Overwhelmed by overtime? Don’t be

With the busy Christmas period upon us, many retailers will once again be relying on staff working overtime to make the most of the increased footfall. Claire McKee, an associate in the employment team at Dentons, looks at the impact of overtime and other incentives on the season’s holiday pay

by Claire McKee – Claire McKee is an associate in the employment and labour team at Dentons. Since April 2015 Claire has acted as assistant editor and research assistant on the 3rd Edition of Employment Tribunal Practice in Scotland (Simon and Taggart)(claire.mckee@dentons.com)

What is overtime?

Overtime is usually classed as hours worked beyond an organisation’s regular full-time requirement. When a worker has fixed working hours, overtime would be any additional hours worked. It can be compulsory or voluntary.

Are employees required to undertake overtime if asked?

Whether a worker is required to work overtime depends on the employment contract. Unless the employee is contractually obliged to do overtime if it is offered, they are free to say no. In that case, the individual should not be subject to any detriment or unfavourable treatment for turning down voluntary overtime.

If your employment contracts provide for guaranteed compulsory overtime, then you are contractually obliged to offer it, and a worker is obliged to accept. Alternatively, non-guaranteed overtime does not have to be offered by you, but if it is compulsory, the worker must accept and work it when offered.

What incentives can be offered to encourage overtime?

Whilst there is no legal right to receive an additional payment or be paid at a higher rate for any overtime worked, it is common for employers to offer a higher rate of pay for overtime hours (or at least those hours in excess of normal full-time hours) as an incentive.

An alternative to paid overtime is, of course, to offer time off in lieu (TOIL), perhaps in a less busy period. A reliable and up-to-date TOIL written record is important, as is a policy setting out when TOIL can be taken, the authorisation process and what happens if an employee leaves with TOIL outstanding.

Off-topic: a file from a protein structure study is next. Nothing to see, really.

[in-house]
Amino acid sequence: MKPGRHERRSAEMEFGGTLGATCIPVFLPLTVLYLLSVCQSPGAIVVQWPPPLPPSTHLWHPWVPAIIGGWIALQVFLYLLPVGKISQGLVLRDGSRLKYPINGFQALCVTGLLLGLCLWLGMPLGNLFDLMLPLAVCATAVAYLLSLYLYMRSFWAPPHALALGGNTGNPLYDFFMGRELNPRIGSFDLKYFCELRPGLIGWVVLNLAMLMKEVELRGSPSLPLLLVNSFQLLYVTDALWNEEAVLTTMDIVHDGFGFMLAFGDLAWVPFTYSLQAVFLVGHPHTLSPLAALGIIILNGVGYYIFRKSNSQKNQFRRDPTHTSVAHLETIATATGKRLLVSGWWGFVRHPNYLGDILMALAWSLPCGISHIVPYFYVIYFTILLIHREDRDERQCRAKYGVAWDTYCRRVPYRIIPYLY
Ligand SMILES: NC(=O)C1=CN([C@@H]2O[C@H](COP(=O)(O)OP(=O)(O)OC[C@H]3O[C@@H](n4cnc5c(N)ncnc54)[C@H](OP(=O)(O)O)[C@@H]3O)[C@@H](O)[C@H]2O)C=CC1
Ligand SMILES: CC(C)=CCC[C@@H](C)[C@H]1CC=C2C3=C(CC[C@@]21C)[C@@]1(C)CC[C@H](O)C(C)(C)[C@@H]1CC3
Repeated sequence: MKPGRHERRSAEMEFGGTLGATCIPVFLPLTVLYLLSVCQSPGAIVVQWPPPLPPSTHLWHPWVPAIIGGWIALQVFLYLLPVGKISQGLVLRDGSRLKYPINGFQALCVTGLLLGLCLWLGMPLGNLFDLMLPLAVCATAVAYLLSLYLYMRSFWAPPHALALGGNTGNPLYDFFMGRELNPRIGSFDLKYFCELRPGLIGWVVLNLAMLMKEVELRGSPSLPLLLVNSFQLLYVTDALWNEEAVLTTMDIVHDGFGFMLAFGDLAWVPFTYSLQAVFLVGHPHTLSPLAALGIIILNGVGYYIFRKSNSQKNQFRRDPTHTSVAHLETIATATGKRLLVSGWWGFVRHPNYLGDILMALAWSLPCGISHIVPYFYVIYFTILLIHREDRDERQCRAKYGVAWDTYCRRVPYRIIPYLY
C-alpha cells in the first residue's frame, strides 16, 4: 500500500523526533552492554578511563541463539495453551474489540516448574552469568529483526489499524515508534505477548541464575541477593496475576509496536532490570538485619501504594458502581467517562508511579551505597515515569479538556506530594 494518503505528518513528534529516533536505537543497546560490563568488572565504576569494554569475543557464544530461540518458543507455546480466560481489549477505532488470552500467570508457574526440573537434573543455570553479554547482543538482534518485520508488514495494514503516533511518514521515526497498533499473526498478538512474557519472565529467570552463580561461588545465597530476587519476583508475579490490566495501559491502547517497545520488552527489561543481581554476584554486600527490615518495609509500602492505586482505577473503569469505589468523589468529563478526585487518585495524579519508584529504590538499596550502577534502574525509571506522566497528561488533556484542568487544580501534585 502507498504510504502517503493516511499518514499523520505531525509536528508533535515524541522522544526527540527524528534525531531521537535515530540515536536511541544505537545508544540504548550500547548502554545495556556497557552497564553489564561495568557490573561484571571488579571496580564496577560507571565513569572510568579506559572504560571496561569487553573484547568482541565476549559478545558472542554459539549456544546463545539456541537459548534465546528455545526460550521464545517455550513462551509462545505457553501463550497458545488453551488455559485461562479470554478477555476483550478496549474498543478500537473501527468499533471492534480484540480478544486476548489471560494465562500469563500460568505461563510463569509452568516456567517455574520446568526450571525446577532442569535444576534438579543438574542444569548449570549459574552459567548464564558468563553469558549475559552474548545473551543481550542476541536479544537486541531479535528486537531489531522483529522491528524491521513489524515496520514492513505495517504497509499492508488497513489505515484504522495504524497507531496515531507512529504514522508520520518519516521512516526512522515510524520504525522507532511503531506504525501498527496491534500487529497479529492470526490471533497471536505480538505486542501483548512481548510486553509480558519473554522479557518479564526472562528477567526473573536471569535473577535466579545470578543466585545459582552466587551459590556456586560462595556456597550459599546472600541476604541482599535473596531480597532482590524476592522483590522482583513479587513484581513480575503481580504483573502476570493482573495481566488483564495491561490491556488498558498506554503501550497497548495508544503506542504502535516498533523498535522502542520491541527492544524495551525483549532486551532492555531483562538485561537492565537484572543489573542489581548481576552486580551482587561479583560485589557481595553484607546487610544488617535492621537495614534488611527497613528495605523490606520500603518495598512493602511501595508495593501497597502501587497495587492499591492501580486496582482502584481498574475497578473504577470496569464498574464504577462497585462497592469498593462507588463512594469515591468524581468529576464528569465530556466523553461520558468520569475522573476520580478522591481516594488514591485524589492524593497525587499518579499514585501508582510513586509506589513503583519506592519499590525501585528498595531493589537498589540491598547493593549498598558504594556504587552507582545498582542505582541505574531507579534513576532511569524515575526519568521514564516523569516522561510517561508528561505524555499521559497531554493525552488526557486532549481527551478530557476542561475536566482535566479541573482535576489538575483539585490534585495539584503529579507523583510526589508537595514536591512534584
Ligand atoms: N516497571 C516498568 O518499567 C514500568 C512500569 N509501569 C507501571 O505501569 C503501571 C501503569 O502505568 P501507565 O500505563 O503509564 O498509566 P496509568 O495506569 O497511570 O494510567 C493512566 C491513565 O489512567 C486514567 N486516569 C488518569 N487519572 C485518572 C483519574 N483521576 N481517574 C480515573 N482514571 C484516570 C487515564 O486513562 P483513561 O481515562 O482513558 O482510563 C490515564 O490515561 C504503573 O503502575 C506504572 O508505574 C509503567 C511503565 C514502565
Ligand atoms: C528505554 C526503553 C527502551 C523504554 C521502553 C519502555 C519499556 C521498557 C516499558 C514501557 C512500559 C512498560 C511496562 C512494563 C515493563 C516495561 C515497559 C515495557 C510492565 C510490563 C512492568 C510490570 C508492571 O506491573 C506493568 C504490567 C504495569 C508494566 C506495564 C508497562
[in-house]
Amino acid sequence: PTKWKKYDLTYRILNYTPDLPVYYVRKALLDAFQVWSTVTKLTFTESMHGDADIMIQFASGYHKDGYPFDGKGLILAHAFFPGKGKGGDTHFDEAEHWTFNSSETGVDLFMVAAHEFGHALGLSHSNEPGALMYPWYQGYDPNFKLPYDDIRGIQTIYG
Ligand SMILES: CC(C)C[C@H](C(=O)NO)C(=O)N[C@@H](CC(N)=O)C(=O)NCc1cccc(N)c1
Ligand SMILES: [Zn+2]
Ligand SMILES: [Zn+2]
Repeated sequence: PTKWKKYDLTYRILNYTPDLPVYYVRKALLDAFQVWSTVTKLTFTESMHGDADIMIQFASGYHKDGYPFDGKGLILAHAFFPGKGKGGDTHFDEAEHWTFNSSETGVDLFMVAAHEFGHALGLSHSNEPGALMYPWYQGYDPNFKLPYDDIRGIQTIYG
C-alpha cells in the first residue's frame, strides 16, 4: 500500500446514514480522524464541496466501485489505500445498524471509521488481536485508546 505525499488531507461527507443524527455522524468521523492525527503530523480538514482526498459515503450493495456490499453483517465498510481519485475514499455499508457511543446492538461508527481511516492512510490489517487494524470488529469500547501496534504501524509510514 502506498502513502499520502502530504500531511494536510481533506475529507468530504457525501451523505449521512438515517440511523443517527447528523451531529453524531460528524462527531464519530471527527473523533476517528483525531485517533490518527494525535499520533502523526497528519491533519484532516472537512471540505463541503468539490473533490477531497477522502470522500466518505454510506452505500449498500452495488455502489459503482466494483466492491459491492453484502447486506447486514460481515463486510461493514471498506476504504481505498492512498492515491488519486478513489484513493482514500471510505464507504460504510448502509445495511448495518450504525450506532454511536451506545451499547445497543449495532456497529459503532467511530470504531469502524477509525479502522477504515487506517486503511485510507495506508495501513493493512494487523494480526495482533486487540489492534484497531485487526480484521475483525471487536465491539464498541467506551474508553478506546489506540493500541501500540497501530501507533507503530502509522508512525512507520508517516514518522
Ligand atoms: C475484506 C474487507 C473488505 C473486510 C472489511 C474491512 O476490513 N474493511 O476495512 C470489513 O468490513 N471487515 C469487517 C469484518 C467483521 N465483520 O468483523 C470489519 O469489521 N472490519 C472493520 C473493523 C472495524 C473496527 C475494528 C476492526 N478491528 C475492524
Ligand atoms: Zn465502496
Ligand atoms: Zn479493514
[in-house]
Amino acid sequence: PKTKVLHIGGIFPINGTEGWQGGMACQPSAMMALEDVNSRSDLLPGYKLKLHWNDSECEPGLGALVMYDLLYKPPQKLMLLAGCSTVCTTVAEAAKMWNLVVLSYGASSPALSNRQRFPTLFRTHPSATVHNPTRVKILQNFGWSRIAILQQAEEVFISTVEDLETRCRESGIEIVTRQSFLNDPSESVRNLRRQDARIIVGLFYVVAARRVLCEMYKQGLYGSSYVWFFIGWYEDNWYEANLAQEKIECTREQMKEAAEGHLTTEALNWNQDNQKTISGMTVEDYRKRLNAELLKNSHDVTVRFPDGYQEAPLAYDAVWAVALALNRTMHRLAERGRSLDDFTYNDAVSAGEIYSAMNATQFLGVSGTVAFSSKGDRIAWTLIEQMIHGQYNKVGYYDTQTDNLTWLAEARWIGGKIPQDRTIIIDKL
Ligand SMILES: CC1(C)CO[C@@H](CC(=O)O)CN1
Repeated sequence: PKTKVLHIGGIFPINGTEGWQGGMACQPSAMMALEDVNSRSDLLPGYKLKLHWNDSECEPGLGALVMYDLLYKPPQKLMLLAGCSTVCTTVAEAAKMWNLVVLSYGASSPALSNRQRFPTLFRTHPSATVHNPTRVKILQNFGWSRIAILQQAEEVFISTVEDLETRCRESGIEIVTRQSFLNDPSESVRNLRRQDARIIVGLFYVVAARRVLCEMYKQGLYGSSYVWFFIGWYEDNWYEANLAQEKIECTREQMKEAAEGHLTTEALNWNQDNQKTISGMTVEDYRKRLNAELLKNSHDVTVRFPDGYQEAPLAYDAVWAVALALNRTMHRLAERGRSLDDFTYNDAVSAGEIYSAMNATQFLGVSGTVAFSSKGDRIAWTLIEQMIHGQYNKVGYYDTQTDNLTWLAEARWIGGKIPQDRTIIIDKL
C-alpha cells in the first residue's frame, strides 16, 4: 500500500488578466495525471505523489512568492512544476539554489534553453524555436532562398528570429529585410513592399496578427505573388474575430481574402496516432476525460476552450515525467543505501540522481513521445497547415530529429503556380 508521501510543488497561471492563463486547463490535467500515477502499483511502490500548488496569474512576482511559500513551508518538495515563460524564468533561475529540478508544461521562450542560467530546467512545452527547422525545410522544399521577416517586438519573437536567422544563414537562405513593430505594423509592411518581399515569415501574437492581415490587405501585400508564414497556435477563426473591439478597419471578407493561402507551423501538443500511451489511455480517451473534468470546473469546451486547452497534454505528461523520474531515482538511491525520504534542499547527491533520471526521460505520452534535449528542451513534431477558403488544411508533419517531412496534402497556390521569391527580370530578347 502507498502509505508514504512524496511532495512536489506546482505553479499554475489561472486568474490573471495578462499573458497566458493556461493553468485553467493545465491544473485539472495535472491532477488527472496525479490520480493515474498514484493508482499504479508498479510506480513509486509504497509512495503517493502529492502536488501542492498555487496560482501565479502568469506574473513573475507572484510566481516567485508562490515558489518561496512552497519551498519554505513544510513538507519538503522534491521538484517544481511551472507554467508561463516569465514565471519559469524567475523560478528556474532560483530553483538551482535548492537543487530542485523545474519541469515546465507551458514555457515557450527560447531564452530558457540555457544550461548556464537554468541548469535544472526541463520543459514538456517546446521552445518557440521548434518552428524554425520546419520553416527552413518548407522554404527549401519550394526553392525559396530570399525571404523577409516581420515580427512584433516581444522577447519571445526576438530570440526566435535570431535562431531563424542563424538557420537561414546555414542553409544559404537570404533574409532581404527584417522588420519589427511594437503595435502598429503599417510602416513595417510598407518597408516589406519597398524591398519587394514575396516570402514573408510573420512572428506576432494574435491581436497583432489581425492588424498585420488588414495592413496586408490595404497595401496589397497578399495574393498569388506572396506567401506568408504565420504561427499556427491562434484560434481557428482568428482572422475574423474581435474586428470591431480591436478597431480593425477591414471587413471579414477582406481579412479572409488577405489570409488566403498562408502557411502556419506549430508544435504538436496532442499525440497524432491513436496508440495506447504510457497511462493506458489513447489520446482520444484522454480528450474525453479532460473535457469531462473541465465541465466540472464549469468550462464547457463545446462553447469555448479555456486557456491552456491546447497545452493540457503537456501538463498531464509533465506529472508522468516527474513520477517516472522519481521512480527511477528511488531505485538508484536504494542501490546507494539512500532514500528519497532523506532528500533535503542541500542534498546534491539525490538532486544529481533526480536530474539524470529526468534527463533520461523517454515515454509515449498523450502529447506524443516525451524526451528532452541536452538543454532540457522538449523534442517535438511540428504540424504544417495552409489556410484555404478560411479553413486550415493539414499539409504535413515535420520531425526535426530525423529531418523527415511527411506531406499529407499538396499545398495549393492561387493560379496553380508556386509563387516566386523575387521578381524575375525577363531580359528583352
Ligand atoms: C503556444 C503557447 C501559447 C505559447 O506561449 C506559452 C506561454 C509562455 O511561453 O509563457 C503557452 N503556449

One additional issue is that you must make sure that an employee who works additional hours and then has a right to take TOIL at a later date does not fall below the National Minimum Wage (NMW) in any of the relevant pay reference periods.

Overtime can be compulsory or voluntary

How much overtime can employees work?

Remember, even at your busiest time of year one of your main requirements as an employer under the Working Time Regulations (WTR) is to take all reasonable steps to protect workers’ health and safety and to ensure that each worker’s average working time (including overtime) does not exceed an average of 48 hours per week unless there has been a valid opt out.

Additionally, rest break provision is important and will have to be adjusted for increased hours. The rules are even stricter in relation to those working nights or young employees, and clear record-keeping is highly advisable.

What impact does overtime in December have in subsequent pay?

Holiday pay has been under the spotlight for a few years. As all employers should be aware, the overarching principle is that holiday pay must correspond to normal remuneration. If overtime — of any sort, including voluntary — is worked on a regular basis, it is very likely that it should be included when calculating a worker’s statutory holiday pay. This is usually done across a 12-week reference period.

If overtime falls into a pattern, for example seasonal, your employees might have an argument that a longer reference period should be considered, although the law remains somewhat unclear in this particular area of holiday pay.

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